SOME PEOPLE own a Pinto but foolishly aspire to a Bentley. So they dress up the family sedan with all kinds of bells and whistles. It might have only four cylinders and it might backfire, but darn if it won't have a custom paint job, DVD and CD players, a couple of fancy floor mats and some chrome wheel covers.
The Maryland Transit Administration may soon turn Baltimore's bus system into something similar.
When they're performing at their peak, MTA buses work just fine, thank you. They can get people from one place to another. But this isn't the Cadillac of transit systems. Ridership is down. Routes have had to be trimmed. Less than two years ago, wheels were falling off buses.
So it's puzzling that Gov. Robert L. Ehrlich Jr. announced this week a $50 million investment in gee-whiz technology that would add $30,000 to the cost of each bus, but have little impact on what's really needed - better service and more riders. The proposal features global positioning satellites that would track the bus fleet. People waiting at stops could be informed (thanks to electronic signs) how long they'd have to wait for the next bus.
Sounds great, right? The same technology might even be linked to an internal diagnostic system onboard each bus so that mechanics could spot problems early. NextBus Information Systems, a California-based contractor, has installed GPS-based tracking technology in a number of systems, including Howard County's transit service and the Loyola College campus shuttle.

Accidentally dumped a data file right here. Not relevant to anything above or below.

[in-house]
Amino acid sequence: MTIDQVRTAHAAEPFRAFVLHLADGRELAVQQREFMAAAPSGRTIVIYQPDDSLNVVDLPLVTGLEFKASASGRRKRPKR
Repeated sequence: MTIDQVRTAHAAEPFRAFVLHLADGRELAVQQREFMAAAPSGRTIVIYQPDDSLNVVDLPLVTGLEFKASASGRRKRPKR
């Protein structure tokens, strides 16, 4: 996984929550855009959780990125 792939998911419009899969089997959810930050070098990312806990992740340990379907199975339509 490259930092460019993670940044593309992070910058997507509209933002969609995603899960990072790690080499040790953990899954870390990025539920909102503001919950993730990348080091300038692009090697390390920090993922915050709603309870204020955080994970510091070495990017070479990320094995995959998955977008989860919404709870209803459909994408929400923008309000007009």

Officials in Howard County and at Loyola say they've been generally satisfied with the results but caution that they've also seen the limits of what NextBus can do. It doesn't save money. It doesn't reduce manpower costs. And it doesn't attract new riders. In many cases, a wristwatch and a plain old printed schedule can accomplish as much for passengers. If a bus breaks down or is stuck in traffic, NextBus won't free it.
The chief benefit of all this technology? Monitoring drivers to see if they're on schedule. Perpetually tardy drivers can be disciplined. That's nice, but is it crucial?
If the state has an extra $50 million lying around in transportation funds, here's a modest suggestion: Hire more drivers and mechanics. Buy more buses. Create new routes in growth areas. Offer free fare days to attract new riders. In other words, invest in the boring nuts and bolts of mass transit, not in the stuff that makes you look cool.